Suicide and Euthanasia are obviously somewhat related. One might choose to end their life for any number of reasons – that's suicide. In the case of Euthanasia, a person may choose to end their life because they are soon to die anyway from some painful disease or injury, and their immediate death will allow them to escape a long and painful one. But Euthanasia also includes the situation where the choice to end a person's life is made by someone else, in the name of mercy, because the patient is unable to speak for themselves, perhaps being in a coma. What these two things really have in common is that the time of one's death is chosen by some person and not by God.
The chief characteristics of God are justice and mercy. In the Bible, God instituted the death sentence for certain acts of disobedience. Really, this is killing for the sake of justice. The men who executed the death sentence were performing acts of justice, sanctioned by God. They needed to exercise godly wisdom in doing so; they had to judge the case carefully to establish the undeniable guilt of the offender, and execute them according to God's commandment. In parts of the Bible we read about people being put to death, and God approves of this judgement which is being executed upon them. But sometimes God does not approve, and will later avenge their deaths. Nevertheless, if God might approve of the death of someone in the name of justice, what about in the name of mercy?
The very purpose of death is to be a punishment for sin. For the unbeliever, there is no hope beyond death – the time for repentance is finished, and only eternal judgement awaits. Therefore, it is no act of mercy to cut off their life and seal their eternal fate. Rather, on their death bed and in their final days of suffering, they need the gospel more than ever. From what I understand, only having heard from various documentaries, even a person in a coma can hear and understand our voice. To have the gospel read to them is far better than to cut them off from their physical suffering.
What about the born again Christian suffering in their hospital bed? Since they are going to go on to heaven, should we relieve them of their suffering? The words of Paul come to mind...
I am hard pressed between the two. My desire is to depart and be with Christ, for that is far better. But to remain in the flesh is more necessary on your account. (Philippians 1:23-24)
Paul is saying that it is, of course, better to be with the Lord; but for the sake of those we minister to, it is better to be here on the Earth. If God wanted us to be with Him, He would take us up to heaven the moment we were saved. But the reason we are here is to share the gospel with the world – to be a light to the world in how we live, and even in how we suffer and die. When we suffer and the world looks on, they ought to see the reality of our hope in Christ. But Paul isn't even speaking about his ministry to unbelievers, but is speaking to a Church of believers, saying that for their sakes he would rather stay on the Earth, “for your progress and joy in the faith”. The Christian life is about “endurance to the end”, despite whatever misfortune comes our way – a steadfast faith especially in the face of adversity. But if a patient is in a coma, in which they are unable to communicate anything to anybody, it seems acceptable to allow them to die naturally. I'm not getting into all of the hard cases here; it takes God-given wisdom to assess each case on its own. But I agree with many Christian ethicists; that allowing someone to die when it is time for them to die is quite different from taking their life.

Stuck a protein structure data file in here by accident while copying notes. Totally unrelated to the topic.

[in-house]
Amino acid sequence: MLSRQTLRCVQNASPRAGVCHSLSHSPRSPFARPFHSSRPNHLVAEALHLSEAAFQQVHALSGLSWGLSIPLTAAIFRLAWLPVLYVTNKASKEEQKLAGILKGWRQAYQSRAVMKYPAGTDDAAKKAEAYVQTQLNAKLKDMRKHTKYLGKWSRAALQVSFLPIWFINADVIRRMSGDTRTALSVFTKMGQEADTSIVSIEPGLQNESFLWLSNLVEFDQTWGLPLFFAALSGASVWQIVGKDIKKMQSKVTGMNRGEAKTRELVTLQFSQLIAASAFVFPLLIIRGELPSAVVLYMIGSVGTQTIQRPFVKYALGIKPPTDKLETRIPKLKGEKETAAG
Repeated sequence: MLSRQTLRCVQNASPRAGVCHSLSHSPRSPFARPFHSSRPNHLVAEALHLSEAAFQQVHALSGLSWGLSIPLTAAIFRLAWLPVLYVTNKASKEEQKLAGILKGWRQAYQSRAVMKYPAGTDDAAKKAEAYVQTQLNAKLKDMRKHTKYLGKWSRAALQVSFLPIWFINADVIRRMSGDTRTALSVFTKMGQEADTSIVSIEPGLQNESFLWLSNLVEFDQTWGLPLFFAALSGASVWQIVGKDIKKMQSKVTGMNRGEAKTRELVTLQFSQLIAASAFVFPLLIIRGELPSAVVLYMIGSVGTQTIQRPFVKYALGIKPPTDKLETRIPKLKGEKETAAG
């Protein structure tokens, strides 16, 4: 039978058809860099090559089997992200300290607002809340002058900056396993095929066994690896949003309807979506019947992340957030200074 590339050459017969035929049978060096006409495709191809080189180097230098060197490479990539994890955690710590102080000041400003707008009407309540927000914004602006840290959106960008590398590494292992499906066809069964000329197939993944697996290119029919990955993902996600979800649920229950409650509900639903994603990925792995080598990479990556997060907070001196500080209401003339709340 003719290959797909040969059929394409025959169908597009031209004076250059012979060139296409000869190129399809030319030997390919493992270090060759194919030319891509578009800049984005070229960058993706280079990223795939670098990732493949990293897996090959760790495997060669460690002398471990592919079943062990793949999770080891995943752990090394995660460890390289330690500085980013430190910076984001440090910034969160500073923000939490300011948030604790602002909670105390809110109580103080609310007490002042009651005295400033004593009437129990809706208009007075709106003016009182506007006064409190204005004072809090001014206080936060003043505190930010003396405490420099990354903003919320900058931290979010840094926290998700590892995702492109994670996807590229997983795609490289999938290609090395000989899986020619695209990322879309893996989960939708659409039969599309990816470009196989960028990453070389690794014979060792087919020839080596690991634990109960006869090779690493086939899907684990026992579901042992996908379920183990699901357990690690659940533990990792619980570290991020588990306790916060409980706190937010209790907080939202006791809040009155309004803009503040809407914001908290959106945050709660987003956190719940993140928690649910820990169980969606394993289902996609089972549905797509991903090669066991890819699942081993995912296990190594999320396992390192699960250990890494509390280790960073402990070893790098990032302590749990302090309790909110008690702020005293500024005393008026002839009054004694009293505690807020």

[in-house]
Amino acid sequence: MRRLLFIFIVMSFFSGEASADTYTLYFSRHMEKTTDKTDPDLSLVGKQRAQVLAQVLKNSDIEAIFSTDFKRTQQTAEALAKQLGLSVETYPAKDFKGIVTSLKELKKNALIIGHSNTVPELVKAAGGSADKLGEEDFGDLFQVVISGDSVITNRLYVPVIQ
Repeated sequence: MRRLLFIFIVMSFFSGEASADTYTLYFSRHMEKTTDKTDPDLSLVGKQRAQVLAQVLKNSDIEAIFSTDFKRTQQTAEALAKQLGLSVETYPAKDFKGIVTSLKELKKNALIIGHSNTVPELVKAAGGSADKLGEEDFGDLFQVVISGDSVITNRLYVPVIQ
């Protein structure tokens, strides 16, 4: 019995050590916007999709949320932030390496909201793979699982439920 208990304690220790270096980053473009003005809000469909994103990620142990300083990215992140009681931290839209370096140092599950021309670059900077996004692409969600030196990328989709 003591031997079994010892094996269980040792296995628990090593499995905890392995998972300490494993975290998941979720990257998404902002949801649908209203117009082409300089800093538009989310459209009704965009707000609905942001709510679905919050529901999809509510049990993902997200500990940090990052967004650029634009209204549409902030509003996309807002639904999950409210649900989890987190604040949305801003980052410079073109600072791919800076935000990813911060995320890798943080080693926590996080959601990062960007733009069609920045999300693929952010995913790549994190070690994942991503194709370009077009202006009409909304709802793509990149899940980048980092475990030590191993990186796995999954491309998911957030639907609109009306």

What of suicide, then? Obviously, after what I've said about Euthanasia, it is never short of tragic for an unbeliever to take their own life, for whatever reason. For a Christian, again we've seen that endurance through all of life's hardships for the sake of others is better than departing from this world. We have to acknowledge that there is such a thing as mental illness and clinical depression which can lead to suicide, and while some Christians believe that no genuine Christian should suffer from these things, I don't agree. We live in a fallen world, and a Christian is just as susceptible to mental illness as they are to cancer or heart disease. I don't think that suicide is ever right. Again, it is better to suffer whatever hardship, whatever loss or grief, so that we can show how God upholds us through it. Whilst life might be unbearable now, God has a plan to glorify Himself through your experience.
Today's “memory verse” would be:
For it has been granted to you that for the sake of Christ you should not only believe in him but also suffer for his sake (Philippians 1:29)